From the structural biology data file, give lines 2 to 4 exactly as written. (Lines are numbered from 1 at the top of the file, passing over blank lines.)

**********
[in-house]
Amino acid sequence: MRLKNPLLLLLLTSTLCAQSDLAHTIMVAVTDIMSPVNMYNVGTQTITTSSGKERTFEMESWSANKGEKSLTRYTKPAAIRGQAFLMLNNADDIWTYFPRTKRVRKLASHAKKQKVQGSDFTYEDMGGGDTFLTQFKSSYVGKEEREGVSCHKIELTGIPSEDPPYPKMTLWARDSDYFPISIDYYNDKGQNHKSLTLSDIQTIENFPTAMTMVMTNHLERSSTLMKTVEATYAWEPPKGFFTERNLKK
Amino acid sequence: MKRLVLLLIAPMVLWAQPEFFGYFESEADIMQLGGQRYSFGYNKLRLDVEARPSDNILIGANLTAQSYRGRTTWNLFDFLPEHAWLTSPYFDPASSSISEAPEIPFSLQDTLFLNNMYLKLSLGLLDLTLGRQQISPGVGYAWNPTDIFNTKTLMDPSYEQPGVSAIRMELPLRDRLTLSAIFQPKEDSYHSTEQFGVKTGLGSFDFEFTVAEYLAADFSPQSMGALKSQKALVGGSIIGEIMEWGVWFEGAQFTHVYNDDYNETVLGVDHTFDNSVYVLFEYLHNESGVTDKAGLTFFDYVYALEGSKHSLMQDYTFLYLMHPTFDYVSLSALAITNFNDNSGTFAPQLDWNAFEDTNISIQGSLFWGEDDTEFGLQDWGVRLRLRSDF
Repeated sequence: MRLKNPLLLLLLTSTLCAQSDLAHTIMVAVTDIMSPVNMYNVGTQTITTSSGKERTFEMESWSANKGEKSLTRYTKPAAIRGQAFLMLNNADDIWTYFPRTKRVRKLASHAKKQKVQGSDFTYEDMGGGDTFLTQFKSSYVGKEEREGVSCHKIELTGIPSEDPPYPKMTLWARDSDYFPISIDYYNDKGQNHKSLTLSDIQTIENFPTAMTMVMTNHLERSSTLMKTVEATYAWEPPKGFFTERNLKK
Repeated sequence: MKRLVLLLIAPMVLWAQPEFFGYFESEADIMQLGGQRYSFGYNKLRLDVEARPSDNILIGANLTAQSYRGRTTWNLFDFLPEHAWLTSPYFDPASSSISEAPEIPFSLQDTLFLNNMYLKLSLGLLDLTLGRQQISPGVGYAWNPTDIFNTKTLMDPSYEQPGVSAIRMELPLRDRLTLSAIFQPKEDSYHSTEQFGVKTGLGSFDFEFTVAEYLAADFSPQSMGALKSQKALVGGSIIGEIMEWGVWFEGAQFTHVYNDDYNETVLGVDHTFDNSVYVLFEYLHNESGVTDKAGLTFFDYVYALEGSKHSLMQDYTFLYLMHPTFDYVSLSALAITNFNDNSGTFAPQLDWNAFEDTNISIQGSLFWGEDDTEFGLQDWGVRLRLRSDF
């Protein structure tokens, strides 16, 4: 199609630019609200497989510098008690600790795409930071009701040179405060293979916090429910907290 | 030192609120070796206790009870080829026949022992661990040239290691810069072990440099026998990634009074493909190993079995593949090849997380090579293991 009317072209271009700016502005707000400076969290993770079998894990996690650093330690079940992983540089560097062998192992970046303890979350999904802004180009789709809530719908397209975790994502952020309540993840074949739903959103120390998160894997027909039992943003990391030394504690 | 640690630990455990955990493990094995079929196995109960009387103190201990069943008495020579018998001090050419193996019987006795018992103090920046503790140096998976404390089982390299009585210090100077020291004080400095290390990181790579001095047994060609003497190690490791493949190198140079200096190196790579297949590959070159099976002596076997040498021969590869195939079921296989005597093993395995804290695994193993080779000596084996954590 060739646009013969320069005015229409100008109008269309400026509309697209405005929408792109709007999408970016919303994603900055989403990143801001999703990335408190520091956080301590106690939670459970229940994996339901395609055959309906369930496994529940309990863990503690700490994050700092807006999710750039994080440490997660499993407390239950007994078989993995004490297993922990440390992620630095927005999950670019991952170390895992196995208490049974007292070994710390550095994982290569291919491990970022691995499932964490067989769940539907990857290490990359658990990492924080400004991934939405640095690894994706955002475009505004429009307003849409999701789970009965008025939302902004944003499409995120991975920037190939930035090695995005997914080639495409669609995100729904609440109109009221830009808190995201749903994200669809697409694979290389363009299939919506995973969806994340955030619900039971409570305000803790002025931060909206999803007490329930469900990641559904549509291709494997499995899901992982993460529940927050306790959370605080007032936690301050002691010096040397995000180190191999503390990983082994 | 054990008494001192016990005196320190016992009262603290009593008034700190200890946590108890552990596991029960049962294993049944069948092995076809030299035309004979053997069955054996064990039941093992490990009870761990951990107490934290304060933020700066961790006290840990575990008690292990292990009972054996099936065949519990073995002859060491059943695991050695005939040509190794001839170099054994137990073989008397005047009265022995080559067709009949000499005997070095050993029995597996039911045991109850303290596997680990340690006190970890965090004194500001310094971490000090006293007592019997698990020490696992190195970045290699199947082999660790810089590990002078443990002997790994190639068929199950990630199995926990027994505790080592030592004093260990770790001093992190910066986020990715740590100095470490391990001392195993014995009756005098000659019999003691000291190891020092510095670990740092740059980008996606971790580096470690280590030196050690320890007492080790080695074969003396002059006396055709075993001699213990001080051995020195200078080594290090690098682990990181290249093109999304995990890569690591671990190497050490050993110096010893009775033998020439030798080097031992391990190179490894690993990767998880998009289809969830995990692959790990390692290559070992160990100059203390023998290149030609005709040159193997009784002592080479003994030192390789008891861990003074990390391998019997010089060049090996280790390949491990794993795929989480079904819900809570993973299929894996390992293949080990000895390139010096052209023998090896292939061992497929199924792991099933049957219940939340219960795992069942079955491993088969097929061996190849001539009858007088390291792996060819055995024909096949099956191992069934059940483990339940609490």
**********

Amino acid sequence: MRLKNPLLLLLLTSTLCAQSDLAHTIMVAVTDIMSPVNMYNVGTQTITTSSGKERTFEMESWSANKGEKSLTRYTKPAAIRGQAFLMLNNADDIWTYFPRTKRVRKLASHAKKQKVQGSDFTYEDMGGGDTFLTQFKSSYVGKEEREGVSCHKIELTGIPSEDPPYPKMTLWARDSDYFPISIDYYNDKGQNHKSLTLSDIQTIENFPTAMTMVMTNHLERSSTLMKTVEATYAWEPPKGFFTERNLKK
Amino acid sequence: MKRLVLLLIAPMVLWAQPEFFGYFESEADIMQLGGQRYSFGYNKLRLDVEARPSDNILIGANLTAQSYRGRTTWNLFDFLPEHAWLTSPYFDPASSSISEAPEIPFSLQDTLFLNNMYLKLSLGLLDLTLGRQQISPGVGYAWNPTDIFNTKTLMDPSYEQPGVSAIRMELPLRDRLTLSAIFQPKEDSYHSTEQFGVKTGLGSFDFEFTVAEYLAADFSPQSMGALKSQKALVGGSIIGEIMEWGVWFEGAQFTHVYNDDYNETVLGVDHTFDNSVYVLFEYLHNESGVTDKAGLTFFDYVYALEGSKHSLMQDYTFLYLMHPTFDYVSLSALAITNFNDNSGTFAPQLDWNAFEDTNISIQGSLFWGEDDTEFGLQDWGVRLRLRSDF
Repeated sequence: MRLKNPLLLLLLTSTLCAQSDLAHTIMVAVTDIMSPVNMYNVGTQTITTSSGKERTFEMESWSANKGEKSLTRYTKPAAIRGQAFLMLNNADDIWTYFPRTKRVRKLASHAKKQKVQGSDFTYEDMGGGDTFLTQFKSSYVGKEEREGVSCHKIELTGIPSEDPPYPKMTLWARDSDYFPISIDYYNDKGQNHKSLTLSDIQTIENFPTAMTMVMTNHLERSSTLMKTVEATYAWEPPKGFFTERNLKK